3. Dylan Carter, TRI, 22.53
  4. David Morgan, AUS, 22.62
  5. Alexander Popkov, RUS, 22.69
  6. Andrii Govorov, UKR, 22.70
  7. Takeshi Kawamoto, JPN, 22.74
  8. Albert Subirats, VEN, 22.76

Tom Shields blasted a new American Record time of 22.38 to lead semifinals of the men’s 50 fly. He’ll have another showdown with Chad Le Clos, who took 2nd through semis, in tomorrow night’s final. Trinidad’s Dylan Carter, who swims for the USC Trojans collegiately, also landed a top 3 seed with a quick 22.53.


GOLD: Leah Smith, USA, 3:57.78

SILVER: Veronika Popova, RUS, 3:58.90

BRONZE: Chihiro Igarashi, JPN, 3:59.41

Team USA’s Leah Smith knocked a few seconds off her prelims time to win gold handily in 3:57.78. Russia’s Veronika Popova stayed within tenths of Smith until the final 100, as Smith took off with a 59.50 down the stretch. Popova wound up with silver ahead of bronze medalist Chihiro Igarashi (JPN).

Finishing just off the podium was Hungary’s Katinka Hosszu, who took 4th in 3:59.89.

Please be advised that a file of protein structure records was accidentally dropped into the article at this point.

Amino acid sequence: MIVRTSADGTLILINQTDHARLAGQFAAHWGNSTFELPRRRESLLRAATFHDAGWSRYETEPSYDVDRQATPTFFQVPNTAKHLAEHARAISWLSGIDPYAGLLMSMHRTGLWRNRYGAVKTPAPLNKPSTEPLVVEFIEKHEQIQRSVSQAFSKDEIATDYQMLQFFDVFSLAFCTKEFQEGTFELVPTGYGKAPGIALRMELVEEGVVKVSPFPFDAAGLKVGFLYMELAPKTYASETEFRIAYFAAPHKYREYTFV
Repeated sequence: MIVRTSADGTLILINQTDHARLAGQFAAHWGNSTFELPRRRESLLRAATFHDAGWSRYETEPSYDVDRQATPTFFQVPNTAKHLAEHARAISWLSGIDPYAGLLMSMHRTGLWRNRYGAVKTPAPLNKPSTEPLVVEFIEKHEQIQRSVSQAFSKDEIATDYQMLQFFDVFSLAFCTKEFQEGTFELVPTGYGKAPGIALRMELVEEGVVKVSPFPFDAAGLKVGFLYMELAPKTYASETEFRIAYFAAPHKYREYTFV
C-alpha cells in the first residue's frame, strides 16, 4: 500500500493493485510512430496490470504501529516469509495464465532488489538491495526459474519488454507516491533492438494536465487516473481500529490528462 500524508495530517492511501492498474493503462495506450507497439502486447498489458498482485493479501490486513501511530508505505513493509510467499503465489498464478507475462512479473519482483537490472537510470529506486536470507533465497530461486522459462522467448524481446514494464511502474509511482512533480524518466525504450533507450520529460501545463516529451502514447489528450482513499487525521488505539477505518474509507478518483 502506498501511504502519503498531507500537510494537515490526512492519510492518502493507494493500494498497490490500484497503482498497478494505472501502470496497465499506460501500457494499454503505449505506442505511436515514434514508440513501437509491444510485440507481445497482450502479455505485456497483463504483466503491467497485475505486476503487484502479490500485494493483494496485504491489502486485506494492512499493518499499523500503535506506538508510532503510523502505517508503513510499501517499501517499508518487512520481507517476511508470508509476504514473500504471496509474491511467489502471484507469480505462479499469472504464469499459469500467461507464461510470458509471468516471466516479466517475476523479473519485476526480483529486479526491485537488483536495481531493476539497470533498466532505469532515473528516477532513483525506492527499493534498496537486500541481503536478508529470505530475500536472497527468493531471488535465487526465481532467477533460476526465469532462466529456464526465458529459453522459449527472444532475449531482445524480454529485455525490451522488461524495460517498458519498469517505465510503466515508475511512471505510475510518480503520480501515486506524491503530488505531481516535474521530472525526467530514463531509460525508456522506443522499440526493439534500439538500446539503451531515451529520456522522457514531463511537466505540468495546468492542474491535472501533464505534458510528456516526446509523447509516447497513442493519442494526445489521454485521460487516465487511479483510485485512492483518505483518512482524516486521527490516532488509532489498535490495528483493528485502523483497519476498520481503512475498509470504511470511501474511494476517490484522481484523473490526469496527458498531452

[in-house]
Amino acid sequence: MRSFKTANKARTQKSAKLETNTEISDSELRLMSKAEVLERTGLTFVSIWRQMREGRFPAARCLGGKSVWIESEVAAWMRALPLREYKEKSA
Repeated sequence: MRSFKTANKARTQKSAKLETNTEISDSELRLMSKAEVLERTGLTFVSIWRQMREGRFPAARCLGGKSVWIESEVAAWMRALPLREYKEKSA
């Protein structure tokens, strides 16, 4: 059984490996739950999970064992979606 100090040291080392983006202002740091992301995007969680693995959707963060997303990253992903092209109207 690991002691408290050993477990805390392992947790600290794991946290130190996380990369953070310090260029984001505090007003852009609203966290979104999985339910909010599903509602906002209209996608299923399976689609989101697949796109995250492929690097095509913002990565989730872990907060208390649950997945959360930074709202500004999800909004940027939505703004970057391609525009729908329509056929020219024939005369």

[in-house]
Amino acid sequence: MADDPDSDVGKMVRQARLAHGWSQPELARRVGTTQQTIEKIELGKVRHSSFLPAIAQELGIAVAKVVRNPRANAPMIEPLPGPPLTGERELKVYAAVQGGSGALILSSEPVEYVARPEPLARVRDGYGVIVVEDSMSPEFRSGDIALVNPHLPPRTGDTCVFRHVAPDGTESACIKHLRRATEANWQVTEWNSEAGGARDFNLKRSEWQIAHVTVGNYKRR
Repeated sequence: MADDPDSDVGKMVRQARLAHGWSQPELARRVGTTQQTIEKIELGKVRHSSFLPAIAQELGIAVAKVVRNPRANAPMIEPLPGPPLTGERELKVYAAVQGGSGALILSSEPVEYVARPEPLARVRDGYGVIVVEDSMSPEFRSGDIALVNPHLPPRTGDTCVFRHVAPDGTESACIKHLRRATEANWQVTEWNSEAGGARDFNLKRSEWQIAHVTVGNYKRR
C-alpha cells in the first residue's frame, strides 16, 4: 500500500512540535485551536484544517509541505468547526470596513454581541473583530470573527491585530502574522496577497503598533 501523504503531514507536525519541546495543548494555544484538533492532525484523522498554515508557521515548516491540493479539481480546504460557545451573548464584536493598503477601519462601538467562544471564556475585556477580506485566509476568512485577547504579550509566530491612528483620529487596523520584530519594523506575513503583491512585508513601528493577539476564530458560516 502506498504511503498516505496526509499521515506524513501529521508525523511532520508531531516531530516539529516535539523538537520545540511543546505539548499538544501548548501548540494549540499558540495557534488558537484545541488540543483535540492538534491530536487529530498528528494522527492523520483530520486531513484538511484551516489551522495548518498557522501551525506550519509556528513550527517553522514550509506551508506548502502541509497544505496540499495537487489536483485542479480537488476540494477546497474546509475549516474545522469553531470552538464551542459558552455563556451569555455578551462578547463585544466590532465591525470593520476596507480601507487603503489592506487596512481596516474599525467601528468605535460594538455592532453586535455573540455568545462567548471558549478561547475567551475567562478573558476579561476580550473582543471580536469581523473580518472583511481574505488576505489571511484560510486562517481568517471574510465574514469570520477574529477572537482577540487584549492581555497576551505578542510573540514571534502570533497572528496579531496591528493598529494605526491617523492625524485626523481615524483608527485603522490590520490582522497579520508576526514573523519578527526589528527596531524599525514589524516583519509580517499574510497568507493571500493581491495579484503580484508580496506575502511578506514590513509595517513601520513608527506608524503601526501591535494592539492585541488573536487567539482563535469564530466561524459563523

• 2014 World Champion: Florent Manaudou (FRA), 20.26
  • World Record: Florent Manaudou (FRA), 20.26, 2014
  • Championship Record: Florent Manaudou (FRA), 20.26, 2014

GOLD: Jesse Puts, NED, 21.10

SILVER: Vlad Morozov, RUS, 21.14

BRONZE: Simonas Bilis, LIT, 21.23

Russia’s Vlad Morozov dove in for his 3rd race of the session in the 50 free final, coming up just short of gold as the Netherlands’ Jesse Puts got his hand to the wall first. Morozov was just 4 hundredths back for 2nd, while Lithuanian Record holder Simonas Bilis touched 3rd.


Top 8:

  1. Etiene Medeiros, BRA, 26.00
  2. Ali DeLoof, USA, 26.12
  3. Mariia Kameneva, RUS, 26.29
  4. Emily Seebohm, AUS, 26.33
  5. Kylie Masse, CAN, 26.34
  6. Katinka Hosszu, HUN, 26.37
  7. Kathleen Dawson, GBR, 26.44